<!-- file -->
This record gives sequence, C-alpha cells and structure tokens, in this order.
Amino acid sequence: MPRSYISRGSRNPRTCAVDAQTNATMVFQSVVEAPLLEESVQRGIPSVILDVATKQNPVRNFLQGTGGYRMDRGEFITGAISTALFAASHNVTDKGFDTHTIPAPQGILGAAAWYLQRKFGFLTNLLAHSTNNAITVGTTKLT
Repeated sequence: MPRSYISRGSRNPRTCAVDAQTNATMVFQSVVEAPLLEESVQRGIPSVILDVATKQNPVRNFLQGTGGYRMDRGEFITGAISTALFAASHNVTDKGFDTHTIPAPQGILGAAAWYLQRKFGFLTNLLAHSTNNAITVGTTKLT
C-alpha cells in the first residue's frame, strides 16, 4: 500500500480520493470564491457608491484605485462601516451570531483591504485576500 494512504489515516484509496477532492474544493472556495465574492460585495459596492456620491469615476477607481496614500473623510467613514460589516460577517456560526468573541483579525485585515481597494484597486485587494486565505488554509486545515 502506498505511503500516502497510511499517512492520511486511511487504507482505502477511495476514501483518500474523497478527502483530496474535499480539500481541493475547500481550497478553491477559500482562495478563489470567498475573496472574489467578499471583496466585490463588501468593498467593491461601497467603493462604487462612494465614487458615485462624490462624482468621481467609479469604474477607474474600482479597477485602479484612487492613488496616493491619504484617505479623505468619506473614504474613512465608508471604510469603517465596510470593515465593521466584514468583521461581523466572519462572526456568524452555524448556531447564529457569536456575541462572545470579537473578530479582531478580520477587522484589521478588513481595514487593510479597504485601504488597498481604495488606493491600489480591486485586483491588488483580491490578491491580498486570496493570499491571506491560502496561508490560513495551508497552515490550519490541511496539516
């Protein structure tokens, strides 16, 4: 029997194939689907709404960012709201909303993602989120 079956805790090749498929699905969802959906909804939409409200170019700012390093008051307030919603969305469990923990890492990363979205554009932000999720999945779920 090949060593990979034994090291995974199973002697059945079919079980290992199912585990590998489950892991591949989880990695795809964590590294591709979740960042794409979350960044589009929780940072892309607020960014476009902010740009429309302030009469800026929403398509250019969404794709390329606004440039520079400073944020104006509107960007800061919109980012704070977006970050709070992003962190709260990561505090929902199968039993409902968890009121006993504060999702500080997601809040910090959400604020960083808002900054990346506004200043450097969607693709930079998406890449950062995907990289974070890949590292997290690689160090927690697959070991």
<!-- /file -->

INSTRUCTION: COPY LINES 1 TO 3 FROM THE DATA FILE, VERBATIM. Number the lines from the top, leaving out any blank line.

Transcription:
This record gives sequence, C-alpha cells and structure tokens, in this order.
Amino acid sequence: MPRSYISRGSRNPRTCAVDAQTNATMVFQSVVEAPLLEESVQRGIPSVILDVATKQNPVRNFLQGTGGYRMDRGEFITGAISTALFAASHNVTDKGFDTHTIPAPQGILGAAAWYLQRKFGFLTNLLAHSTNNAITVGTTKLT
Repeated sequence: MPRSYISRGSRNPRTCAVDAQTNATMVFQSVVEAPLLEESVQRGIPSVILDVATKQNPVRNFLQGTGGYRMDRGEFITGAISTALFAASHNVTDKGFDTHTIPAPQGILGAAAWYLQRKFGFLTNLLAHSTNNAITVGTTKLT